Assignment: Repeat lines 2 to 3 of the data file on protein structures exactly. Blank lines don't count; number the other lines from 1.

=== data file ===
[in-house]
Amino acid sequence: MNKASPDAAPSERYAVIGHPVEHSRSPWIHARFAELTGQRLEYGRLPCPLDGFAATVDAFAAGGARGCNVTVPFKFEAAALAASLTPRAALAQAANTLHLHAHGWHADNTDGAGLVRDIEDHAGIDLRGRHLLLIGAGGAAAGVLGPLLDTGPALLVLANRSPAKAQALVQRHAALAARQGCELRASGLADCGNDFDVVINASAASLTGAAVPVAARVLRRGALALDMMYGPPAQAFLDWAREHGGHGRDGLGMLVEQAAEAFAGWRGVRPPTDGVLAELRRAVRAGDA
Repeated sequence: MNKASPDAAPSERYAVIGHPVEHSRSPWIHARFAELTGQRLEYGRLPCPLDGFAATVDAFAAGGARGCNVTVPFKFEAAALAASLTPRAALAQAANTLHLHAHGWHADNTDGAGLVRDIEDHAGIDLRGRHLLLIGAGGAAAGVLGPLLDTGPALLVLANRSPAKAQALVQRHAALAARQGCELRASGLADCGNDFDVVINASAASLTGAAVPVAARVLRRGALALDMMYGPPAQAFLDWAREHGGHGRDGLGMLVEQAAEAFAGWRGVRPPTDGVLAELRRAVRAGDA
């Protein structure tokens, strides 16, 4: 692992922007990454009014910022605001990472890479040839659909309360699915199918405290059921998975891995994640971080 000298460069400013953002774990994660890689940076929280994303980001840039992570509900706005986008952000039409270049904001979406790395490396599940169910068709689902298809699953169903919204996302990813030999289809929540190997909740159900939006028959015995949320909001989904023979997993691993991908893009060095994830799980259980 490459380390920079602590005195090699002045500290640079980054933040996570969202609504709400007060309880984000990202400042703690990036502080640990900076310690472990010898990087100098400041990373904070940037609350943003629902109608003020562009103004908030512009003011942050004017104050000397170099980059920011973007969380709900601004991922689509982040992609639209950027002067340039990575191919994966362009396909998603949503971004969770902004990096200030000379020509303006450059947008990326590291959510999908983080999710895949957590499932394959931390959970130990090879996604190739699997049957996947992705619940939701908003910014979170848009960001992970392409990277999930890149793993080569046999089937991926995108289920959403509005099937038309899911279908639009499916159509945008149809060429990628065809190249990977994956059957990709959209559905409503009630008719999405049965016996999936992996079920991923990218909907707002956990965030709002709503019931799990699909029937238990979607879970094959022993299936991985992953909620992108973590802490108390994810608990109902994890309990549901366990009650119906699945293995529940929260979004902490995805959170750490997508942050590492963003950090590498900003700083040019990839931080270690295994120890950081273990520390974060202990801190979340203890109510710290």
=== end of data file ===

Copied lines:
Amino acid sequence: MNKASPDAAPSERYAVIGHPVEHSRSPWIHARFAELTGQRLEYGRLPCPLDGFAATVDAFAAGGARGCNVTVPFKFEAAALAASLTPRAALAQAANTLHLHAHGWHADNTDGAGLVRDIEDHAGIDLRGRHLLLIGAGGAAAGVLGPLLDTGPALLVLANRSPAKAQALVQRHAALAARQGCELRASGLADCGNDFDVVINASAASLTGAAVPVAARVLRRGALALDMMYGPPAQAFLDWAREHGGHGRDGLGMLVEQAAEAFAGWRGVRPPTDGVLAELRRAVRAGDA
Repeated sequence: MNKASPDAAPSERYAVIGHPVEHSRSPWIHARFAELTGQRLEYGRLPCPLDGFAATVDAFAAGGARGCNVTVPFKFEAAALAASLTPRAALAQAANTLHLHAHGWHADNTDGAGLVRDIEDHAGIDLRGRHLLLIGAGGAAAGVLGPLLDTGPALLVLANRSPAKAQALVQRHAALAARQGCELRASGLADCGNDFDVVINASAASLTGAAVPVAARVLRRGALALDMMYGPPAQAFLDWAREHGGHGRDGLGMLVEQAAEAFAGWRGVRPPTDGVLAELRRAVRAGDA